The present invention is directed to a linear and rotary position sensor device that detects the position of a controller accurately through the use of a light emitting diode, a phototransistor, a semi-transparent material that passes between the light emitting diode and the phototransistor, and electronic circuitry. According to the invention, movement of the controller causes movement of the semi-transparent material between the light emitting diode and the phototransistor. The movement and position of the semi-transparent material, in turn, controls the amount of light transmitting between the light emitting diode and the phototransistor and, consequently, controls the amount of light collected by the phototransistor. As the amount of light collected by the phototransistor varies, so does the output voltage provided by the phototransistor to the electrically coupled electronic circuitry. Based on the varying output voltage of the phototransistor, and through the use of the associated electronic circuitry, a position sensor that accurately detects the position of the controller is achieved by the invention. Advantageously, the position sensor of the invention is easier to manufacture and assemble over known position sensors, and has an overall lower cost application.

Other features and advantages of the invention will become apparent to those skilled in the art upon review of the following detailed description, claims and drawings in which like numerals are used to designate like features.

BRIEF DESCRIPTION OF THE DRAWINGS

FIG. 1 is a plan view of an exemplary sensor of the invention, with the housing cover removed to illustrate the internal sensor components.

FIG. 2 is a cross-section view of the invention of FIG. 1 taken at line 22.

FIG. 3 is a bottom view of the invention of FIG. 1.

FIG. 4 is a schematic of another exemplary embodiment of a sensor device of the invention.

FIG. 5 is a schematic of still another exemplary embodiment of a sensor device of the invention.

FIG. 6 is a schematic of yet another exemplary embodiment of a sensor device of the invention.

FIG. 7 is a schematic of another exemplary embodiment of a sensor device of the invention.

Before the embodiments of the invention are explained in detail, it is to be understood that the invention is not limited in its application to the details of construction and the arrangement of the components set forth in the following description or illustrated in the drawings. The invention is capable of other embodiments and of being practiced or being carried out in various ways. Also, it is to be understood that the phraseology and terminology used herein are for the purpose of description and should not be regarded as limiting. The use of “including” and “comprising” and variations thereof is meant to encompass the items listed thereafter and equivalents thereof as well as additional items and equivalents thereof.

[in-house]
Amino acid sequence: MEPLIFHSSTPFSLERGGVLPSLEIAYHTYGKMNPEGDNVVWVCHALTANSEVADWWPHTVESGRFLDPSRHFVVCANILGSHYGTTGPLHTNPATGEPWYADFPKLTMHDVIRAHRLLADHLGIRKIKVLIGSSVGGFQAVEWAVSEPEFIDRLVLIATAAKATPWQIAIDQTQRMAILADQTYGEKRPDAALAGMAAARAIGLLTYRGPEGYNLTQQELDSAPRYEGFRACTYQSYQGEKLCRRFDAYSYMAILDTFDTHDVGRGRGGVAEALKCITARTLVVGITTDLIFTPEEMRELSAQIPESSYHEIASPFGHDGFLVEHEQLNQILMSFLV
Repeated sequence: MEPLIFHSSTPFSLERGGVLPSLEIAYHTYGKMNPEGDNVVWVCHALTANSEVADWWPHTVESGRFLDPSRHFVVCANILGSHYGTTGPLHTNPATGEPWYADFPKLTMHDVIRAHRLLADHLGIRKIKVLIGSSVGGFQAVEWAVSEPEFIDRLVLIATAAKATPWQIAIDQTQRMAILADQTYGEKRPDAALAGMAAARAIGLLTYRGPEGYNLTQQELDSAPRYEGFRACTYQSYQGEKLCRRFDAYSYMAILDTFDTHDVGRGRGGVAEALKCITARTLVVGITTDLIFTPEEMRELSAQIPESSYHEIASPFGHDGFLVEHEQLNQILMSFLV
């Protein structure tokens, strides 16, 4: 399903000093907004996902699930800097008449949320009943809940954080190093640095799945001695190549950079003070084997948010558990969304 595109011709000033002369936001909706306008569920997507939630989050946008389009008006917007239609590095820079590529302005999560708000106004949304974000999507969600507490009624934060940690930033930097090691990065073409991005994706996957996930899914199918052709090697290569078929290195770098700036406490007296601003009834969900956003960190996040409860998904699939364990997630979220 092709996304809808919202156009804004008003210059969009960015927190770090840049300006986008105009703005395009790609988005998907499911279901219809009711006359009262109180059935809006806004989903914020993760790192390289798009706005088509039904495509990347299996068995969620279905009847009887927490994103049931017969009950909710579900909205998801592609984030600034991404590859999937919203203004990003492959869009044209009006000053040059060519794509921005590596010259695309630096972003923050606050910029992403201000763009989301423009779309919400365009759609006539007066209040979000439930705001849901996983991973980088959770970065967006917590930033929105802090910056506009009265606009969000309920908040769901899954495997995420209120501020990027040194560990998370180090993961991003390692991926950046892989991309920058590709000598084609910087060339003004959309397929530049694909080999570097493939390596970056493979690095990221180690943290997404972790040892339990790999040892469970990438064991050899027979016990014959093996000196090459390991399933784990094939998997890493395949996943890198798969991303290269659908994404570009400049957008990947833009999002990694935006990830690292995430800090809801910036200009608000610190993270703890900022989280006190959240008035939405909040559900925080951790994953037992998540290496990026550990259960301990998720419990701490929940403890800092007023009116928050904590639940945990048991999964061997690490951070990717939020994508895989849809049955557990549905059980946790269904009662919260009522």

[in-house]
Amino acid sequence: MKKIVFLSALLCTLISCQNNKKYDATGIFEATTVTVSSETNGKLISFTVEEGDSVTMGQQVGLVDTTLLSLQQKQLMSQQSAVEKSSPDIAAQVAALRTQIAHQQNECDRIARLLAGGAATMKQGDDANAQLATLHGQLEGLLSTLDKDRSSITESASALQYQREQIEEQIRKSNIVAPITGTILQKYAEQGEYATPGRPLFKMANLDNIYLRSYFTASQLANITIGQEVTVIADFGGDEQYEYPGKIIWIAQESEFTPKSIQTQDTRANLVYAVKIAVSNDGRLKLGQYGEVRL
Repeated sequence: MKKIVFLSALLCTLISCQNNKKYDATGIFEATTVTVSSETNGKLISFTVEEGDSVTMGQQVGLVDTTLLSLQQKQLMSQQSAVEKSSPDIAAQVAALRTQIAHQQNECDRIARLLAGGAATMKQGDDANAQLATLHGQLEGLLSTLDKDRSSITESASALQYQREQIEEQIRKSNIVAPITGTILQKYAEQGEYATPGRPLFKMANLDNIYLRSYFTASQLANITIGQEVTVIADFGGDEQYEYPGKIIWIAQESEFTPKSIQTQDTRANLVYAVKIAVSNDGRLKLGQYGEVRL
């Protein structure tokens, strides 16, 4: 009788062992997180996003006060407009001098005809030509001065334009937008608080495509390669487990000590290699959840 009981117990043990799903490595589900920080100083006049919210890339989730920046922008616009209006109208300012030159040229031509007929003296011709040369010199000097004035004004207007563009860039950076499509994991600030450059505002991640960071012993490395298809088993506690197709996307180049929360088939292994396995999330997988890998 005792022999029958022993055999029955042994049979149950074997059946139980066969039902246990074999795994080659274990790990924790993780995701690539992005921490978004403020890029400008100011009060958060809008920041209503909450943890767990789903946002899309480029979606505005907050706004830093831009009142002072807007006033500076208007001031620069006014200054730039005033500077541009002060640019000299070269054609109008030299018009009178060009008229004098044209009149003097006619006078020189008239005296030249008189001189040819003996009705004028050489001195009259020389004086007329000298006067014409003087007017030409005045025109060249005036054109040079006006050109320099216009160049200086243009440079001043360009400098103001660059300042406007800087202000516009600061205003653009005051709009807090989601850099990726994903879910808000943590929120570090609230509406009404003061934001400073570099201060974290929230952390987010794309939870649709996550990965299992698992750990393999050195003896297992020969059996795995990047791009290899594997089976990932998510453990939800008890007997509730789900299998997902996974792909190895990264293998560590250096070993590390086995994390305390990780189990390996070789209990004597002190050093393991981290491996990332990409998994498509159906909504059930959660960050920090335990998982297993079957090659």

DETAILED DESCRIPTION OF THE EMBODIMENTS

The present invention is directed to a sensor device that senses the position of a controller accurately using electronic circuitry. Preferably, the electronic circuitry is analog electronic circuitry. In a general sense, the sensor device of the invention achieves this accurate sensing through the use of a light emitting diode, a phototransistor, and a semi-transparent material—variations of which are depicted in the various exemplary embodiments. In one embodiment, the light emitting diode is an infrared light emitting diode (IR-LED). Although the invention will be further described in regards to an IR-LED, it is to be understood that other light emitting diodes may be suitable for use according to the principles of the present invention. The semi-transparent material is coupled to the controller and is arranged to pass between the IR-LED and the phototransistor. When infrared light from the IR-LED falls on the phototransistor, the light is collected by the phototransistor, which becomes conductive, thereby providing an output voltage. The amount of conductivity is proportional to the amount of light collected by the phototransistor. The amount of collected light and thus the amount of output voltage is controlled by passing the semi-transparent material between the IR-LED and the phototransistor.

According the invention, the semi-transparent material has a varying thickness and may pass between the IR-LED and phototransistor in either a linear or rotary manner. The amount of light collected by the phototransistor is a function of the opacity of the semi-transparent material and the amount of light collected varies depending on the position of the semi-transparent material and the thickness of the semi-transparent material at that position. In other words, the relative position of the semi-transparent material will control how much light passes from the IR-LED to the phototransistor and how much light scatters through the material. The thicker the semi-transparent material, the more light that is scattered or blocked by the semi-transparent material and the less light that is collected by the phototransistor. Similarly, the thinner the semi-transparent material, the less light that is scattered or blocked and the more light that is collected by the phototransistor. Based on the varying output voltage, and through the use of coupled electronic circuitry, a linear or rotary analog position sensor is provided by the invention. The specific components, structure, and configuration of preferred embodiments of the invention are discussed below.